Wednesday, September 28, 2016

Richard Swinburne and the Society of Christian Philosophers

Something strange happened last week within the Society of Christian Philosophers. If you don't know, the Society of Christian Philosophers is simply a formally organized group of philosophical scholars who identify as Christians. It is (as far as I know) the broadest and largest academic organized group of Christian philosophers. Like other academic groups, they come together throughout the year to present lectures, discuss ideas, and keep up with the latest news in Christian philosophical discussions. The group was founded in 1978 and some of its past presidents have included esteemed thinkers like Alvin Plantinga, Nicholas Wolterstorff, and Eleonore Stump. The current president of the SCP is Michael Rea who also teaches philosophy at the University of Notre Dame.

Last week at the Midwest meeting for the Society of Christian Philosophers, Richard Swinburne,  professor emeritus of philosophy at Oxford, and a pioneer of reclaiming Christian faith a respected place within academia, was invited to be the keynote speaker on the topic of Christian Moral Teaching on Sex, Family, and Life. 
Richard Swinburne

Okay. Seems straightforward enough. A Christian philosopher giving a talk on the Christian view of sexual ethics to a group of other Christian thinkers at a formal Christian event. 

However, here is where things get odd.  

After Professor Swineburne's talk, I happened to see a post by Michael Rea (the president of the SCP) on his Facebook saying: "I want to express my regret regarding the hurt caused by the recent Midwest meeting of the Society for Christian Philosophers. The views expressed in Professor Swinburne's keynote are not those of the SCP itself. Though our membership is broadly united by way of religious faith, the views of our members are otherwise diverse. As Preisdent of the SCP, I am committed to promoting the intellectual life of our philosophical community. Consequently (among other reasons), I am committed to the values of diversity and inclusion."

Now I should preface my response by saying a few things.

First, I am not an official member of the Society of Christian Philosophers. I have frequented their website a number of times, and found helpful resources. I have looked up to many of the members and leaders of the group, and appreciate the collaborative work that they are doing particularly from a place of Christian identity. 

Second, I was not present at the meeting where Professor Swineburne gave his presentation. So I only have second-hand reports of what he said.

Third, I do not know Michael Rea personally, but I've appreciated his written work, and from what I've seen via online videos he seems like a smart, great guy. 

That being said, I have to admit my initial reaction to Michael Rea's facebook post was one of shock and bewilderment. I was legitimately confused and also curious. What was it, I wondered that Professor Swineburne had said that would deserve such a serious apology from the president no less to everyone in the SCP.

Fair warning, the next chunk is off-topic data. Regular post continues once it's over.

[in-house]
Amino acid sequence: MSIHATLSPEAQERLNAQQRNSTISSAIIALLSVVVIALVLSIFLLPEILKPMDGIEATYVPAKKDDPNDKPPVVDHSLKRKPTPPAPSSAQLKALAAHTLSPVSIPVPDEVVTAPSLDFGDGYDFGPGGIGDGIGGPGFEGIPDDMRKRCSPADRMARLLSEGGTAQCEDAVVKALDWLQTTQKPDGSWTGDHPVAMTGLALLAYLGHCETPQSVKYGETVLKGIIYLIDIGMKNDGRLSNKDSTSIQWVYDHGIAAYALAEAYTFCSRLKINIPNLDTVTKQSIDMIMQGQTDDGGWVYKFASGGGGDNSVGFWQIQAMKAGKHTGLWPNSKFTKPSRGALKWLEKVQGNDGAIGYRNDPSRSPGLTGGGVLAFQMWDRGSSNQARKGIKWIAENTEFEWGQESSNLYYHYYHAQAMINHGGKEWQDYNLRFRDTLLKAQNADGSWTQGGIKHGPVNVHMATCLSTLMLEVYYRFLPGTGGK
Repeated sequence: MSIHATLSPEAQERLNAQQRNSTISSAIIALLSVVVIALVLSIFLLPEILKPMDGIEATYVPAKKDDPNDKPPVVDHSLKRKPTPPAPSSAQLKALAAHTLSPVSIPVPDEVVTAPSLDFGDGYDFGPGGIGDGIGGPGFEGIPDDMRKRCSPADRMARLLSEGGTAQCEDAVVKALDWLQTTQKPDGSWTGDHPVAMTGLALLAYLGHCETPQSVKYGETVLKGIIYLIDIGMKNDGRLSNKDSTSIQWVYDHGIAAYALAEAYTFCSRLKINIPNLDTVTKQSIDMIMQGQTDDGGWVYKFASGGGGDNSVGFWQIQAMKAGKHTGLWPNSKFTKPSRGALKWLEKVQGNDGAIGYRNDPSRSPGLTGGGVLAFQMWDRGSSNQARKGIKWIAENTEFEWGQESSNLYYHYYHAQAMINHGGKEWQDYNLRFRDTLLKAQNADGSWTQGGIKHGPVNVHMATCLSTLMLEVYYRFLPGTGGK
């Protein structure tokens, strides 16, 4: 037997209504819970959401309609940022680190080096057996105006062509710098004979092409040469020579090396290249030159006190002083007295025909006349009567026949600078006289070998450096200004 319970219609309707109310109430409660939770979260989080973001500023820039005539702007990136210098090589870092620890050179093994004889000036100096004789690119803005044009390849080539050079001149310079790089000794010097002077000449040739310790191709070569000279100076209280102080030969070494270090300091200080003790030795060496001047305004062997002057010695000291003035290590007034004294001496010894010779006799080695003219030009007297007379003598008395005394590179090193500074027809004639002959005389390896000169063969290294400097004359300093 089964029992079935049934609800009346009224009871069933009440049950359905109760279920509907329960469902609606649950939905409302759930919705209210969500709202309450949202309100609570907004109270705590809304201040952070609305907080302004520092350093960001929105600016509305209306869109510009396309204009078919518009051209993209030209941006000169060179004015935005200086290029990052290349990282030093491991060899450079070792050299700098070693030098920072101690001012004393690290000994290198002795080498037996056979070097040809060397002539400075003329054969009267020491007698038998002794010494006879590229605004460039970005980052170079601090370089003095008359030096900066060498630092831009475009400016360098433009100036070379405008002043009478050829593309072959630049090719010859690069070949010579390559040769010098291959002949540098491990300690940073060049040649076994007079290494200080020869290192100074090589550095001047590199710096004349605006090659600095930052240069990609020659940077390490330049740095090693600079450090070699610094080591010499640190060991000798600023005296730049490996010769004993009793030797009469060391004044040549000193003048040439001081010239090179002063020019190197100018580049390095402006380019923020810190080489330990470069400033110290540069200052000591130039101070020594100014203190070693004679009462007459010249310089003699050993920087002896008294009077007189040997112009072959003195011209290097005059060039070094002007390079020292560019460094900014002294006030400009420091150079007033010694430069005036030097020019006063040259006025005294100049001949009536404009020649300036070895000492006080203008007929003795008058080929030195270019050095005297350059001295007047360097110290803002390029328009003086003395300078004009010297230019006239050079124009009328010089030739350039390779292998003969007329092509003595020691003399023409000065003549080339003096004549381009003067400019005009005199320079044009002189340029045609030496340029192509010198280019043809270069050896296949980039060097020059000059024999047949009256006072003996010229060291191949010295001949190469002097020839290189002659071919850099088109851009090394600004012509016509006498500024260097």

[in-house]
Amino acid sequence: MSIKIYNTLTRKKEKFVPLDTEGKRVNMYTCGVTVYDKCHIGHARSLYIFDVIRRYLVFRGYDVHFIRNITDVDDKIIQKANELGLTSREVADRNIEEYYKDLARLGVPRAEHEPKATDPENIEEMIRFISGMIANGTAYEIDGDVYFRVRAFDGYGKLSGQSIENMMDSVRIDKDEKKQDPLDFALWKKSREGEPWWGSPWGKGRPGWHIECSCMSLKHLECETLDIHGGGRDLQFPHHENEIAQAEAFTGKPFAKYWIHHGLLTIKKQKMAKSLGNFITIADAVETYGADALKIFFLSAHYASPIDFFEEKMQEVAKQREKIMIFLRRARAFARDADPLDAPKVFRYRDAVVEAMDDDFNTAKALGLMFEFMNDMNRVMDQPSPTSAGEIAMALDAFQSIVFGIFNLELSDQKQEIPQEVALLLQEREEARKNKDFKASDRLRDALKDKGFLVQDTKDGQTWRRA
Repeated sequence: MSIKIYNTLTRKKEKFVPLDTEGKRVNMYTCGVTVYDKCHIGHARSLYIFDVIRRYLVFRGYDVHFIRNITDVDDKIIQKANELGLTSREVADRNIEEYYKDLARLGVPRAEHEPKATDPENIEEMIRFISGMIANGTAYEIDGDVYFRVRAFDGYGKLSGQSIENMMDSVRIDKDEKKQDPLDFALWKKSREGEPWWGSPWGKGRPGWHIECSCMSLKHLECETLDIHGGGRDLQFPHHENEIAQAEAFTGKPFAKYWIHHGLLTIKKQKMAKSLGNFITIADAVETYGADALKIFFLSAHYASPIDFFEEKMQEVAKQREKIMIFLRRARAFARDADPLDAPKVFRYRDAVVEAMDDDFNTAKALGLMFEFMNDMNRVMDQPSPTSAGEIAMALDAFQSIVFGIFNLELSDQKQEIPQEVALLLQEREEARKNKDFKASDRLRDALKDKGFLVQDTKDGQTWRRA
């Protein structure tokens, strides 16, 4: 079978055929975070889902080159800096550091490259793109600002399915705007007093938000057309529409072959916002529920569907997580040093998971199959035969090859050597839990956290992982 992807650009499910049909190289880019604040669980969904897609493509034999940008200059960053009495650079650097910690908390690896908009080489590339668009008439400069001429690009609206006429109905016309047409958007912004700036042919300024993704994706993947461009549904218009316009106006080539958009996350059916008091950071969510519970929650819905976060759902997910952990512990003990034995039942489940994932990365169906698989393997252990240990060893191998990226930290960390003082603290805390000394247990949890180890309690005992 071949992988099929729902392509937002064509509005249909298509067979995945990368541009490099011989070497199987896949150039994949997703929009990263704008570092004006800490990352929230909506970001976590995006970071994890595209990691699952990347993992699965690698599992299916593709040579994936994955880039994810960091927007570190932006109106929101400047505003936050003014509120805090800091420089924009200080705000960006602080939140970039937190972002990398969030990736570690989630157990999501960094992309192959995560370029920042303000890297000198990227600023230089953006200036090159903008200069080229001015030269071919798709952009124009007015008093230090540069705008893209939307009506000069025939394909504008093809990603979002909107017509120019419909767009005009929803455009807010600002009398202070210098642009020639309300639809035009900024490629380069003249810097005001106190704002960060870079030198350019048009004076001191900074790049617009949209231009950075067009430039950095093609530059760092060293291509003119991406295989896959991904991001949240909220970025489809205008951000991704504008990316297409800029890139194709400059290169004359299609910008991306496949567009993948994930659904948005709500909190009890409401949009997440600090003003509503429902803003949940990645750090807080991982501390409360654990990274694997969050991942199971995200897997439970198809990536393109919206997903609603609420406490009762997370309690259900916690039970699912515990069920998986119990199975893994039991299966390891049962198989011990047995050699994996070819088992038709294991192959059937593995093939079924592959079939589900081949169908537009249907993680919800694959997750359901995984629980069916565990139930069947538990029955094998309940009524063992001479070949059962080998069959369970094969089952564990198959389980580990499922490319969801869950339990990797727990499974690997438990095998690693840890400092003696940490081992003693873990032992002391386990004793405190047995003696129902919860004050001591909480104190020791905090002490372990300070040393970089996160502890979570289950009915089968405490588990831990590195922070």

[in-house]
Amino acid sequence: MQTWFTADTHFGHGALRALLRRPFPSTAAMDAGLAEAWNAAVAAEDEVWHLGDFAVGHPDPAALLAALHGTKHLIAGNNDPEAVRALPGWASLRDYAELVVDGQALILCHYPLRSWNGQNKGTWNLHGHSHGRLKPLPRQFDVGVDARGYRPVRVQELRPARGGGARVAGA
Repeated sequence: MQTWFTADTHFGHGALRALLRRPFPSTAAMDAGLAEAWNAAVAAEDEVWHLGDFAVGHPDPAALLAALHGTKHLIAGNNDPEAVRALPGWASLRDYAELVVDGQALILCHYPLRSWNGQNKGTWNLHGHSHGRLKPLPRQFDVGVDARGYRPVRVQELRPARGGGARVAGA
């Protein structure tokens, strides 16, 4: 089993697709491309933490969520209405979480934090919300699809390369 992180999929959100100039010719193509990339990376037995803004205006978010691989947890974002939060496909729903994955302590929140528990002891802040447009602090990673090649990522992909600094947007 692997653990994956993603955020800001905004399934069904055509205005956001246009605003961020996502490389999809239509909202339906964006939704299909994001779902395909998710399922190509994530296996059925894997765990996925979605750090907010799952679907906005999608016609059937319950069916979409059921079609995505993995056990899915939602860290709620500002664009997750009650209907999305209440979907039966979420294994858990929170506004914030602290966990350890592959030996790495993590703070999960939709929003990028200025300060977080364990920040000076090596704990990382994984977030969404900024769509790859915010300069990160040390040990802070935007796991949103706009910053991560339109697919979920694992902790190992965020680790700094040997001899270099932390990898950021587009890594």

Well, as it turns out, Richard Swinburne, the esteemed Christian philosopher from Oxford, was arguing that homosexuality was analogous to a disease and a disability. And apparently, there were no few people present who were upset and hurt over these claims. 

Again I was not there, so I don't know how or what exactly he said.
But, let's suppose for the sake of argument that Professor's Swinburne's comments at the event were poorly expressed,  and his argument could have been more charitably stated. Maybe that happened or maybe he was giving a logical, philosophical case (as most philosophers do) as to why he thought homosexuality was unethical. Either way does that really necessitate an apology from the president of the SCP distancing himself and the organization as a whole from Professor Swineburne. Because some persons were emotionally offended. These are people with Ph.D.'s we're talking about, not undergraduates. Scholars. Teachers. Professional Philosophers. 

The Society of Christian Philosophers did after all invite Richard Swinburne to come speak in the first place on the topic of ethics probably knowing full well his stance. Why should this have been a surprise of moral outrage? More to it, what strikes me so strongly is the absurdity of Christian scholars belonging to an official group called the "Society of Christian philosophers" getting upset over an Oxford Christian philosopher defending the orthodox Christian view on sexuality...

It's funny because philosophers are able to bracket their personal feelings all the time when wrestling with deep ethical and practical issues, and they frequently try on different perspectives to see if it works for the sake of thoughtfully and rigorously engaging with the arguments and ideas in the pursuit of truth.  That is what we are after as philosophers isn't it? The desire to pursue the truth no matter where it leads us. But this issue is off-limits?

Maybe I'm crazy, but wouldn't a commitment to "diversity and inclusion" entail a diversity of ideas and inclusion of people who you don't agree with...?

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